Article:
top of page
  • Writer's pictureAlex Bukharov

PhysicalResourceId in AWS CloudFormation

What are PhysicalResourceId and LogicalResourceId?

Many of us use Cloudformation for deploying our infrastructure in AWS. We love it for it’s simplicity and transparency. Also Cloudformation is extensible and one of the ways how it can be extended is Custom Resources. Let’s talk about one of the intricacies of using Custom Cloudformation resources in connection to the PhysicalResourceId.

When you deploy a Cloudformation stack, every resource you describe in the template gets a LogicalResourceId, which identifies the Cloudformation section that describes the resource, in the below case it will be ActiveDirectoryController1:

Also it gets a PhysicalResourceId, which identifies the deployed resource itself. In the above case the PhysicalResourceId will be the EC2 instance id:

Why is PhysicalResourceId important to us?

When Cloudformation updates properties of a resource, that can’t be changed (for example if you are updating the subnet on an EC2 instance), it replaces the resource and the new resource will have a different PhysicalResourceId. When a resource is being replaced during a deployment Cloudformation first creates a new resource and then, during the clean-up phase, it deletes the old one.

Now Custom Cloudformation Resources

When you want to have Cloudformation deploy something unusual, you go for Custom Resources. Custom resource is handled by a Lambda function (or an SNS Topic, but it all comes down to the same thing), that accepts a request from Cloudformation, performs the provisioning actions and then sends the result back to Cloudformation by invoking a pre-signed S3 URL that is found in the request. Normally you would use a library like cfn-response-promise to not bother with HTTP and pre-signed URLS:

await cfnResponse.send(event, context, cfnResponse.SUCCESS, {Property: 'Value'}, physicalResourceId); 
return null; 

When you update a custom resource Cloudformation will recognise that the resource is being updated in-place when your Lambda function returns the same PhysicalResourceId. On the opposite if you return a new PhysicalResourceId, that is different from the one the resource had before the update, Cloudformation will know that the resource is being replaced and it will try to delete the “old resource” during the clean-up phase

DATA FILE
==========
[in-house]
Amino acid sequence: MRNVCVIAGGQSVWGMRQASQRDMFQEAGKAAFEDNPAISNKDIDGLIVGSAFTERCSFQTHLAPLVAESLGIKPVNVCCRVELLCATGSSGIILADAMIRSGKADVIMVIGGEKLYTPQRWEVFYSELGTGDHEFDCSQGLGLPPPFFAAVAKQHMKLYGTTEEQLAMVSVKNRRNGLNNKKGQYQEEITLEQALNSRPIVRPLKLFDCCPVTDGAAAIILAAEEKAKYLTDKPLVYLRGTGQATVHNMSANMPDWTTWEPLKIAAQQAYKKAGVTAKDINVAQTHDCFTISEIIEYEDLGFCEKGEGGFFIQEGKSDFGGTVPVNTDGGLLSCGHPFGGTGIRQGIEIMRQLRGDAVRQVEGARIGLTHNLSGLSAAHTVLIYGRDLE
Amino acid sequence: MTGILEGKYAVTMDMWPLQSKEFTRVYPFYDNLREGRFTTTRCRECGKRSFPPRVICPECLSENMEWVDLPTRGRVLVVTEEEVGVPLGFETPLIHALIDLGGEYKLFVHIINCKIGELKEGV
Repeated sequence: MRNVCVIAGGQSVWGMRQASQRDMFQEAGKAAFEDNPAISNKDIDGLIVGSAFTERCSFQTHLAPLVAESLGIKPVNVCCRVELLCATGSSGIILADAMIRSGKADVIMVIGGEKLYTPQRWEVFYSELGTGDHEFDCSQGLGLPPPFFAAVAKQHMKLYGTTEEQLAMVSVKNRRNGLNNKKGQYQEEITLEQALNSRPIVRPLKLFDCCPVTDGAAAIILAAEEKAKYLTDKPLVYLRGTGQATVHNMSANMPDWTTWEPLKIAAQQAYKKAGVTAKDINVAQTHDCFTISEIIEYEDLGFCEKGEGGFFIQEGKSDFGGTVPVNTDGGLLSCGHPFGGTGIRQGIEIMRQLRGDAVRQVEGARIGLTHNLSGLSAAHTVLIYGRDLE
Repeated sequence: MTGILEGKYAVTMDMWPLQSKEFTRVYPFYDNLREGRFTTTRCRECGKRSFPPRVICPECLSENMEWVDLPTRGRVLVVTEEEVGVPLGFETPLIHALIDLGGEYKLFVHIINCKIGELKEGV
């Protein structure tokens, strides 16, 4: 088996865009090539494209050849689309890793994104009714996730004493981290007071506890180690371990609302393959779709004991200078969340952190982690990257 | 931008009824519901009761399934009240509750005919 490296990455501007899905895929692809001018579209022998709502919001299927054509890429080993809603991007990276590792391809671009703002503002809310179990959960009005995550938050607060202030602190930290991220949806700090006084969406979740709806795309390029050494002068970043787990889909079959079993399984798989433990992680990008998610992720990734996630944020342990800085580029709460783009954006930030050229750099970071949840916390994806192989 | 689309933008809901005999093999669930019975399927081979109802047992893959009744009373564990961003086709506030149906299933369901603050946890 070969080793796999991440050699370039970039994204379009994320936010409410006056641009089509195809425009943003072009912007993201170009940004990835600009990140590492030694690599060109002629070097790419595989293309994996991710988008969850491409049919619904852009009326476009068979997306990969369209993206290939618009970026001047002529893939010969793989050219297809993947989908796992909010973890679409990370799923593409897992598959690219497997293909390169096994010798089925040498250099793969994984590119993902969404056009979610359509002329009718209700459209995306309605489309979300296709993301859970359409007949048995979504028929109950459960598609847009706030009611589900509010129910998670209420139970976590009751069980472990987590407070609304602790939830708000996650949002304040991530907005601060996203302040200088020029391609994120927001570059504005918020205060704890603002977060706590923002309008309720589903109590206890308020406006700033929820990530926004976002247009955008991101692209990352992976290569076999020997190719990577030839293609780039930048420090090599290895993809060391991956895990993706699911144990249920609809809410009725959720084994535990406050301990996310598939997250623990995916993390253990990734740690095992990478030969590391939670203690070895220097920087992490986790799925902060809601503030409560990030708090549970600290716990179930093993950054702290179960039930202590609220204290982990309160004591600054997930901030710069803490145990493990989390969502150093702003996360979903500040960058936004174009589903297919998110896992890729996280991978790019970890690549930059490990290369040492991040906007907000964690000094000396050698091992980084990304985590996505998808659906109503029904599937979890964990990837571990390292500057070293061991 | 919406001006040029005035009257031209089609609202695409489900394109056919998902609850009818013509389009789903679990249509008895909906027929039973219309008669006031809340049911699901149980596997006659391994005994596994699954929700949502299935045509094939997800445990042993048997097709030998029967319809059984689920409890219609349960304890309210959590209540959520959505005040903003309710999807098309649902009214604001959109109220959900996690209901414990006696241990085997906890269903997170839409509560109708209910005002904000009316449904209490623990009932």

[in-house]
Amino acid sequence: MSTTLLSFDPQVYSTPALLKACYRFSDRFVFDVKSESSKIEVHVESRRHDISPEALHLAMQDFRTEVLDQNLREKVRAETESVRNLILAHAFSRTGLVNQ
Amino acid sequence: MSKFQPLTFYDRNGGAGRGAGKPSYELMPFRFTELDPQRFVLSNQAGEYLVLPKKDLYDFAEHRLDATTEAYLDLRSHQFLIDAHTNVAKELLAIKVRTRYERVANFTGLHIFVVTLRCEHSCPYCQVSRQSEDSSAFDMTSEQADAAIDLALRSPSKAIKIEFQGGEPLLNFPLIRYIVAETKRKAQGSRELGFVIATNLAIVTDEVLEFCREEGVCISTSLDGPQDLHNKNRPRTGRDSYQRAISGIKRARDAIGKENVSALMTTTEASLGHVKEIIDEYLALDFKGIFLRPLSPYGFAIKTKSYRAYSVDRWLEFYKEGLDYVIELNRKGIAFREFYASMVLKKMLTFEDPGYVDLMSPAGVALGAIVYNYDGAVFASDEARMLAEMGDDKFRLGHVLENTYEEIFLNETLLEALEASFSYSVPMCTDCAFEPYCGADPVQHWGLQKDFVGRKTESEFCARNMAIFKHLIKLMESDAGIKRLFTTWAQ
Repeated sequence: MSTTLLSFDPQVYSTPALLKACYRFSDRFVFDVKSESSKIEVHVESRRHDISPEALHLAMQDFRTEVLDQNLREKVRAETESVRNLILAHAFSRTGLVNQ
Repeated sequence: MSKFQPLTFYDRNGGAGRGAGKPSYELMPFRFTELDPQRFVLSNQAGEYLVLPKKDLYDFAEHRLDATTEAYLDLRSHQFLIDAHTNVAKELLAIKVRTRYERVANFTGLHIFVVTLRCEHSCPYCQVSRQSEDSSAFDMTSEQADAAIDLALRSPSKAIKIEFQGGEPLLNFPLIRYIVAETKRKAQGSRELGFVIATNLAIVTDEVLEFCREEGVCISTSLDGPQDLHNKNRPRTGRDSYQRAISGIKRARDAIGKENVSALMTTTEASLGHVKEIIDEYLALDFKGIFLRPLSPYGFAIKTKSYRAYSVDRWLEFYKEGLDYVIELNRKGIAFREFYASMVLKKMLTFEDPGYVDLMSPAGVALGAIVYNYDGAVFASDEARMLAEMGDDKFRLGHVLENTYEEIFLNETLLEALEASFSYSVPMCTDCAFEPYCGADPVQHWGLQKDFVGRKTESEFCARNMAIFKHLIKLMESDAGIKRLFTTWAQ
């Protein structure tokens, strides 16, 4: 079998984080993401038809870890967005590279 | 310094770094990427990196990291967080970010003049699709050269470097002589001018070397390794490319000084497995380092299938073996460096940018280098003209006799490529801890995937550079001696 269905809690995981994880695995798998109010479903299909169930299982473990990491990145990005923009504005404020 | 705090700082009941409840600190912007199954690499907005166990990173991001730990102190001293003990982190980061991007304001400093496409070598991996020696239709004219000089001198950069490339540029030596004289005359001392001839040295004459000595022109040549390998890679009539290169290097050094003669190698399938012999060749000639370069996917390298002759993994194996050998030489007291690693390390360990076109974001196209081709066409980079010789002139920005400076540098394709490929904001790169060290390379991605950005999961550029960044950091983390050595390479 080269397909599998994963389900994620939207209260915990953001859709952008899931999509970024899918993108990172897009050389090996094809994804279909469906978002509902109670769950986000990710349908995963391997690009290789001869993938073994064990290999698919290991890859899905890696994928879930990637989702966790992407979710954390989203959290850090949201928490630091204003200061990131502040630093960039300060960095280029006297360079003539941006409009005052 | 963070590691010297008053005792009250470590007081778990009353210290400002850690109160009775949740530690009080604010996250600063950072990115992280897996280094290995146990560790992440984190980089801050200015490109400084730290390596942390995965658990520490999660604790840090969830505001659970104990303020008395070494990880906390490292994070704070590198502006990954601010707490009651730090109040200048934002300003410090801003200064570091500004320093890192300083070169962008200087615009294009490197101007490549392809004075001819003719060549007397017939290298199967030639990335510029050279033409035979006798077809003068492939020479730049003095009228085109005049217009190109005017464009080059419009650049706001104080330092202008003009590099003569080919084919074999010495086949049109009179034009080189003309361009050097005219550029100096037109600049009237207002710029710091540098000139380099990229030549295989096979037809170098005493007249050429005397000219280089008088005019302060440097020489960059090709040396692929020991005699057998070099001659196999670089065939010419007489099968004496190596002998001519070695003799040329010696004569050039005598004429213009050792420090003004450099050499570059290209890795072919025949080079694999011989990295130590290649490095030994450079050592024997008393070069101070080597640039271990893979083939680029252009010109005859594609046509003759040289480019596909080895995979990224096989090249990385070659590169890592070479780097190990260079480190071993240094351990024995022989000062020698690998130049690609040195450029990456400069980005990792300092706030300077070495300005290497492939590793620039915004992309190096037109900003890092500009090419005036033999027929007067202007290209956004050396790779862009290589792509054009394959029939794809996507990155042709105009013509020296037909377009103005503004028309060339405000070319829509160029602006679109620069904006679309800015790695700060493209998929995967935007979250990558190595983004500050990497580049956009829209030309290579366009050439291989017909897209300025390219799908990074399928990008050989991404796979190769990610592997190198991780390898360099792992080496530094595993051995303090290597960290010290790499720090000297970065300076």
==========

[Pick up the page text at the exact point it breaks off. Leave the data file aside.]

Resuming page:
What happens if you don’t care too much about the PhysicalResourceId in your reply and don’t include it in the cfnResponse.send call? Well, all the off-the-shelf Cloudformation response libraries I have seen, including the reference AWS cfn-response implementation, send the Cloudwatch Log stream id as the PhysicalResourceId. Here is how cfn-response-promise handles it (why do they still use var declarations btw?):

var responseBody = JSON.stringify({ 
    Status: responseStatus,
    Reason: "See the details in CloudWatch Log Stream: " + context.logStreamName,     
    PhysicalResourceId: physicalResourceId || context.logStreamName,     
    StackId: event.StackId,     
    RequestId: event.RequestId,     
    LogicalResourceId: event.LogicalResourceId,     
    Data: responseData 

This will inevitably lead you to the situation when after a re-deployment of the Lambda function it will create a new Cloudwatch Log stream and will start returning a new PhysicalResourceId regardless of whether you are replacing or updating the resource. And then, as we discussed above, Cloudformation will try to delete the “old resource”, which is probably the only resource you have, as it will think that you are replacing the resource.

What does that all mean to me?

When you have a custom resource that simply returns you some information (like we do in the cloudformation-vpcinfo-lambda, for example) it doesn’t make too much difference as you are not operating with any real resources and do not care if Cloudformation decides to “delete” your pseudo-resource. In this scenario you probably can rely on the defaut behaviour of cfn-response and use Cloudwatch Log stream id or whatever else you find aesthetic.

The story becomes different though if your custom resource does create something real which you need to keep track of. In this case you should think through handling of the PhysicalResourceId. Normally it’s not such a complex task because whatever physical thing you create will have a natural way of identifying itself. As an example I can bring up a mechanism we used to deploy StackSet stack instances (oh what a clunky terminology!) into AWS accounts by means of custom resources, i.e. we had a Lambda function we invoked from a Cloudformation stack that would trigger a stackset deployment into a specified AWS account. The physical thing it created was the stack instance and an expression that would uniquely identify a stack instance and therefore could be used as the PhysicalResourceId could be this: stack-set-name:AWS account ID:AWS region, which, when you fill it out, would look like: sharedservice-vpc-set:123456789012:ap-southeast-2.

Using a consistent scheme for PhysicalResourceIds will let you avoid a very unpleasant surprise when you decide to update a Cloudformation stack and find your custom resources blown away by Cloudformation as it once happened to me.

Good luck, Alex.

bottom of page